Letters to the Editor
The Alameda Unified School District’s (AUSD) advertised on page 11 of last week’s Alameda Sun. The ad solicited applications for the Measure I Bond Oversight Committee. This offers an excellent opportunity for community members to join the group that will review how these funds are spent.
In November 2014, 62.75 percent of Alameda voters approved the Measure I Facilities Bond, but many voters were unsure about where the money would go. AUSD had a plan in place for half the funds to upgrade elementary and middle school facilities, but the high schools’ plan has yet to be decided.
We have put a lot of trust in the AUSD board to make the right decisions. It’s crucial to have a well-qualified oversight committee to ensure good governance and transparency as these decisions are being made.
AUSD asks applicants to visit www.alameda.k12.ca.us and click on the Measure I link for more information. Applications for the Oversight Committee must be received at the AUSD Superintendent’s Office by 4:30 p.m. on Friday, May 22.
On Thursday, May 28, from 7 to 9 p.m., Alameda residents can hear AUSD Board President Barbara Kahn and Superintendent Sean McPhetridge speak at a League of Women Voters of Alameda public forum on “New Directions for Alameda’s Schools” Room 605 (The “Junior Jet Hanger”) at Encinal High School, 210 Central Ave.
The presentations will be followed by a question-and-answer session in which you can ask the $179.5 million questions:
How will decisions be made about Measure I funds? Who will make them?
Hooray for Michael Cosentino’s letter (“America is about automobiles,” May 7). I could not agree more, but let’s not stop there.
Let’s make it illegal to take transit, bike or walk in Alameda. Get those wackos behind the wheel where they belong. Sure, this might increase traffic congestion, air pollution, global warming, oil imports, car crashes, obesity and parking problems, but think of the boon for our auto repair shops and gas stations.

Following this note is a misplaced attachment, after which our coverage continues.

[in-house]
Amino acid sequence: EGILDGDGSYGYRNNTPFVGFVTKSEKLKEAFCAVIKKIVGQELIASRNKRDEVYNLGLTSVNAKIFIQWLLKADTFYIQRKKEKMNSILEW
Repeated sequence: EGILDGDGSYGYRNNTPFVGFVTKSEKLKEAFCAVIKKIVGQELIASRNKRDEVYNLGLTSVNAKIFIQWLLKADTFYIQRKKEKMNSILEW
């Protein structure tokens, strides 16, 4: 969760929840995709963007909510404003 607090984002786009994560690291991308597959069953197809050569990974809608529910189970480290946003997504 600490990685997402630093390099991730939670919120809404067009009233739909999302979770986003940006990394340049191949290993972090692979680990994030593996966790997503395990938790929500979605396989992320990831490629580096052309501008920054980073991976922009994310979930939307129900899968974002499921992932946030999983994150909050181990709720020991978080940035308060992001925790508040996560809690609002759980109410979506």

Also, parking problems on Shore Line Drive could easily be solved by paving over the beach. What a waste of space!
In response to the article regarding how the city is cutting water use, (“Water Use in Alameda,” April 23) if we are short on water, why are we putting more people here?
How much harder must Alameda residents and businesses cut their water consumption in order to accommodate water needs for the new residences (and businesses) that are just now coming or will come “on line” in the future?
The East Bay Municipal Utilities District’s (and the state of California’s) new rules are to cut consumption for “the region.”
New residences and new businesses will consume more water than the zero gallons that they currently consume.
Some cities are halting their new developments because the infrastructure needs for existing residences and businesses are insufficient.
There is no new water supply for new developments.
The water needs for new developments must come out of the supply allocations that are currently consumed by existing residents and businesses.
The city of Alameda will be needlessly (or intentionally?) harming its existing residents and businesses if they must make more cuts to their own water consumption in order to provide water for new residences and businesses.
Due to the water crisis, the city of Alameda must address water allocations for all the new residences and businesses that the city is authorizing.
Editor’s note: The city’s official statement answering this concern appears in the related story "Good to the Last Drop" in front page news.